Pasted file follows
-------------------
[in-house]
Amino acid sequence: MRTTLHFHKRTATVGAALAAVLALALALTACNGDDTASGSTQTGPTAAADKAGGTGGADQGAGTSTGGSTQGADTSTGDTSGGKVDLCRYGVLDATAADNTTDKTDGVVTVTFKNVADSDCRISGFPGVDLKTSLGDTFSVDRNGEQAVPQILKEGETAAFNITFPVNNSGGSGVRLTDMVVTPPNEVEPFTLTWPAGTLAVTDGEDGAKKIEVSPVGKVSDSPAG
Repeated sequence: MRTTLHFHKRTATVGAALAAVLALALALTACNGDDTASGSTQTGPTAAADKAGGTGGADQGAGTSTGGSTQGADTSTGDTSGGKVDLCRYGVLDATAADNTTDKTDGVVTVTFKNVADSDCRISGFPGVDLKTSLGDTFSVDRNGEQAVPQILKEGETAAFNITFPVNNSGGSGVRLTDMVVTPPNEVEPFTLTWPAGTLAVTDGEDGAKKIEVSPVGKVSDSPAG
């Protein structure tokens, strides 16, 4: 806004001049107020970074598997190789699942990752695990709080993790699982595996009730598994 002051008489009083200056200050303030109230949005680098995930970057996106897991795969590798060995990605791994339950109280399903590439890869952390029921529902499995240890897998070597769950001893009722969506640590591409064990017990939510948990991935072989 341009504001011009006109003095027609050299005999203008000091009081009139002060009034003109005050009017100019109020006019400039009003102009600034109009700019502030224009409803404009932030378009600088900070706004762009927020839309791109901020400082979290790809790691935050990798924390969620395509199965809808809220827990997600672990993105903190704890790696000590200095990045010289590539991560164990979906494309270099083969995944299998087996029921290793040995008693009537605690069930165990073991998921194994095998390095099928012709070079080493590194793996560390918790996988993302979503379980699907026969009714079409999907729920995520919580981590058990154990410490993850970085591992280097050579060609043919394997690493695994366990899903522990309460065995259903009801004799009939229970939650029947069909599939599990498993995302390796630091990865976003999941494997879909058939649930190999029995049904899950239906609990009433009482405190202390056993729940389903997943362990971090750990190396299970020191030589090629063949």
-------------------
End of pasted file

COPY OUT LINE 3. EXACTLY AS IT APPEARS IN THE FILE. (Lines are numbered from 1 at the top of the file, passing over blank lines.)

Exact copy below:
Repeated sequence: MRTTLHFHKRTATVGAALAAVLALALALTACNGDDTASGSTQTGPTAAADKAGGTGGADQGAGTSTGGSTQGADTSTGDTSGGKVDLCRYGVLDATAADNTTDKTDGVVTVTFKNVADSDCRISGFPGVDLKTSLGDTFSVDRNGEQAVPQILKEGETAAFNITFPVNNSGGSGVRLTDMVVTPPNEVEPFTLTWPAGTLAVTDGEDGAKKIEVSPVGKVSDSPAG